As the last echoes of the monks’ chanting ended, I understood that a world-class chair reader had passed. But the spirit of his story-telling secret is now declassified for all to read.

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Posted: 7/26/2018 8:46:28 PM 

 

When we go for an eye checkup we are asked to cover one eye and read an eye chart. Most eye charts are a variation of this one.

When we read an eye chart we aren’t seeking to find or confirm information. We are testing what our eyes can clearly see and what blurs into a smudge we can’t decipher. The eye chart, in other words, only tells a very narrow story—how well we can read without making a mistake lines of letters in descending size from a specified distance. If we switch the eye chart to another language, like the chart below, we can still see the images but we can’t read the characters unless we’ve studied Chinese. To give an eye chart to test the vision of a non-Chinese readers would defeat the purpose. No matter how close I stand to the Chinese eye chart I can’t establish the limits of my vision.

Jorge Luis Borges famously wrote an essay (The Library of Babel ) about an infinite library, a paradise thought experiment for any author or reader. An infinite eye chart shares the same essential characteristic—we can never find the bottom row of such an eye chart. This infinite eye chart is a test not only of vision, but how many features you choose to consider when reading the chart. If we stay with eight items on line 8 of an eye chart, can see without the aid of eye glasses and read them out loud at 20 feet or 6.096 meters, we’ve demonstrated our 20/20 vision or 6.096/6.096 vision. We don’t need glasses. Line 8 seems a rather arbitrary place to stop. Why not at line 9 or 10 or 11. The point is, we agree on what makes good vision. We read the letter. We don’t have to explain or describe it. We don’t have to understand anything about it. We respond on a basic level. We rarely question these aspects of the eye chart test.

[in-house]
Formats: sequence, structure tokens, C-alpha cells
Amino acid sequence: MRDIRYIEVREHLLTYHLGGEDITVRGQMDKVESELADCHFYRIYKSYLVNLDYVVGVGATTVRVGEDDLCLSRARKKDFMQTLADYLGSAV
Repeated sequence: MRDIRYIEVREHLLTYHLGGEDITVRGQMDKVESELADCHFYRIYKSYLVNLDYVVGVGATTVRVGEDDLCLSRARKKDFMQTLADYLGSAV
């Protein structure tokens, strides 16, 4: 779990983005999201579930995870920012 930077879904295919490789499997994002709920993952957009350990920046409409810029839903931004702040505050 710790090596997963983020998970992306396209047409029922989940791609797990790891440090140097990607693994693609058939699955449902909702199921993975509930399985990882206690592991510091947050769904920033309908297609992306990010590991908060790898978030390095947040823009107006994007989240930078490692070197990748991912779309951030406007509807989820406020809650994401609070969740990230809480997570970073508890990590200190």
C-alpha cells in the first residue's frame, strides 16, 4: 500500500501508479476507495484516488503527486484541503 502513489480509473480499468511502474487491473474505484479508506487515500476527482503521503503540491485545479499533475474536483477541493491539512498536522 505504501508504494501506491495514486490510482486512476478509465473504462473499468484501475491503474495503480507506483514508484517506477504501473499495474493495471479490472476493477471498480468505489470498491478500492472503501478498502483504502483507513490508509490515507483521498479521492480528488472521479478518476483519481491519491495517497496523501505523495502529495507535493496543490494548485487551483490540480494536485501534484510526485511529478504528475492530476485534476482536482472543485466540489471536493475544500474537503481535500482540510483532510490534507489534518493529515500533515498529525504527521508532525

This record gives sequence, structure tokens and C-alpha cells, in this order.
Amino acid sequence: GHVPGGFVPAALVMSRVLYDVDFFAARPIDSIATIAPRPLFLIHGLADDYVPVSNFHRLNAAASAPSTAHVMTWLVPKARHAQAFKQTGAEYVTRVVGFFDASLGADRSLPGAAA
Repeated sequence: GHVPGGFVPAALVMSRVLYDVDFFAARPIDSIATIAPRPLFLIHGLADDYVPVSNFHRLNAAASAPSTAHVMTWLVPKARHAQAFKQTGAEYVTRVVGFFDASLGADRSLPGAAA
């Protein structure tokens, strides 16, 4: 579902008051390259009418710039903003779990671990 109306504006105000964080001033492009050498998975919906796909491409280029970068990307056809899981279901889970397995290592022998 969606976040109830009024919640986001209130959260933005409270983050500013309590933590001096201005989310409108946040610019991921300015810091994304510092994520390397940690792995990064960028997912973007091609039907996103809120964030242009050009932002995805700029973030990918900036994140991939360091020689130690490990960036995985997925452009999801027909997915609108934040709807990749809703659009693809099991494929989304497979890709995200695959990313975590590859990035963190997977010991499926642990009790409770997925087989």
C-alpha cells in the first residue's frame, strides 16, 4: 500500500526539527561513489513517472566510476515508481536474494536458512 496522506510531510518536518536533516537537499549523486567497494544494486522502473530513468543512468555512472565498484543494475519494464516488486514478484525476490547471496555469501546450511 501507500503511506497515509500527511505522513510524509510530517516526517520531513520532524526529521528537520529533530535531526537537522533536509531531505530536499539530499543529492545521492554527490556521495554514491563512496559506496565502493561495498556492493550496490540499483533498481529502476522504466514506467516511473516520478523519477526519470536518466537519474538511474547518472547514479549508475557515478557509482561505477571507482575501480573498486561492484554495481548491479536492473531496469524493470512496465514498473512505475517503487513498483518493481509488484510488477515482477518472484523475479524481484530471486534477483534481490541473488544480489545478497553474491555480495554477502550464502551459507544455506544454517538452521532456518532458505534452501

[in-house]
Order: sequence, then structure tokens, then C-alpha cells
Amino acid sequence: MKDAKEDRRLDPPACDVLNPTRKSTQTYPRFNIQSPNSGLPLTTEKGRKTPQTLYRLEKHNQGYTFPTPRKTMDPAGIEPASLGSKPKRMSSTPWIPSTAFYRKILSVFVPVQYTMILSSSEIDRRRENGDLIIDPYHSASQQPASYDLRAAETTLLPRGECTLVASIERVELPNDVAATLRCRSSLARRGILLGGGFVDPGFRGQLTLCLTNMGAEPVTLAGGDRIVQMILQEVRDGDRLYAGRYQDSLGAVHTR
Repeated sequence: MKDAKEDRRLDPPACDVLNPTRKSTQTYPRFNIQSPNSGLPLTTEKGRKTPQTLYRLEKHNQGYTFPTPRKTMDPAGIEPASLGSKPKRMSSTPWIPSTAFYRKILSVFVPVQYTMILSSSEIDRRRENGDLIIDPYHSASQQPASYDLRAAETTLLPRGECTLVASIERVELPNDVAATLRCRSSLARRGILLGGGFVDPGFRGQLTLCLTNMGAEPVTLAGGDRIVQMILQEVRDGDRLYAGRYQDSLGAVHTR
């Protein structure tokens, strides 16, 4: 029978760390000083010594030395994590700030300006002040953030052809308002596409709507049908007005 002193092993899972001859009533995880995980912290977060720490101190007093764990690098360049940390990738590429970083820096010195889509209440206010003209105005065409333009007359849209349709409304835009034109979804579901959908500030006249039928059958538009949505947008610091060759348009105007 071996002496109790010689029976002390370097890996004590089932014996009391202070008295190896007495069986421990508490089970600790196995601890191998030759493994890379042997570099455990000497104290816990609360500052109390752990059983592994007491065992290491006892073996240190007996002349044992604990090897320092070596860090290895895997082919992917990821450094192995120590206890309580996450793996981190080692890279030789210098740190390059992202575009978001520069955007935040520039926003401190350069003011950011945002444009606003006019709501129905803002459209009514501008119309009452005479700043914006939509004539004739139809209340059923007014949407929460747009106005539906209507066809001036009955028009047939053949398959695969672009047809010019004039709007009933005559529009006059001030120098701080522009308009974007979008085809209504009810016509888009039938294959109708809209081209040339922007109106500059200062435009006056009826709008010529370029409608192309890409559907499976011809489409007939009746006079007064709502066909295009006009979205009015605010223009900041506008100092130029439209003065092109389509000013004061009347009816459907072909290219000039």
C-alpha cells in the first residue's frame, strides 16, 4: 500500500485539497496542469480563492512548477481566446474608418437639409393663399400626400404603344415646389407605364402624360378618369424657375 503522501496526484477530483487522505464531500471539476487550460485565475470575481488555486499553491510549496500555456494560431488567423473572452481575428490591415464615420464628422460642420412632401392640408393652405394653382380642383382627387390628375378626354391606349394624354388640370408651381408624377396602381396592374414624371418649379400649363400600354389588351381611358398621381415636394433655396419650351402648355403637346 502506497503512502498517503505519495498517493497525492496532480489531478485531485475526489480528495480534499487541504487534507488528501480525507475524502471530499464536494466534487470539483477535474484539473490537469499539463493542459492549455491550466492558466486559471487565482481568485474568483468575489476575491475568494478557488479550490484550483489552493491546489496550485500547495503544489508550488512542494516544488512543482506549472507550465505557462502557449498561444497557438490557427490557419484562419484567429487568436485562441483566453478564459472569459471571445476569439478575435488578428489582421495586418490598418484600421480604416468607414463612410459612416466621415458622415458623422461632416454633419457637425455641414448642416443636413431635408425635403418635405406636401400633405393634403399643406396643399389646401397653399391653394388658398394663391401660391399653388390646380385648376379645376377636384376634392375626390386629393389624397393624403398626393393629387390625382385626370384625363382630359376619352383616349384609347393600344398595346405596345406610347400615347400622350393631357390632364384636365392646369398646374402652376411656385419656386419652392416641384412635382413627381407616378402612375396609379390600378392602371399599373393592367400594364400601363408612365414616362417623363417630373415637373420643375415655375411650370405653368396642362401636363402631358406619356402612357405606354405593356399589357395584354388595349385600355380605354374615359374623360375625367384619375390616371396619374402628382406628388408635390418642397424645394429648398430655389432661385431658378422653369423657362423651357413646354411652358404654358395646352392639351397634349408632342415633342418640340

I wish to adapt the traditional eye chart test into one that tests which line on the chart the person being tested uses to understand a picture or a piece of text. Each line adds another set of factors, expanding the context, widening and exposing the layers and levels of connection. How much complexity can you or your beliefs withstand? My idea of the Infinite Eye Chart is to divide vision into two parts: 1) identifying what we see; and 2) the larger context that infuses what we see with meaning and purpose. Both have a place. But we don’t think much about the second part of vision. The first vision test is the simple picture of a letter unanchored from any other relationship. It floats without meaning in front of our eyes as whole, contained, and absolute. The person testing us doesn’t ask for any meaning. But that changes with the Infinite Eye Chart. In the second test, each as you descend line by line, new meaning and relations among events, objects and people emerge. You no longer see just a letter. You see the outlines of a complex narrative. Social media isn’t the villain. We are the ones who push away the life boat sent to rescue us from the small island of the simple and distorted and delivers you into a more complicated, difficult and uncertain world.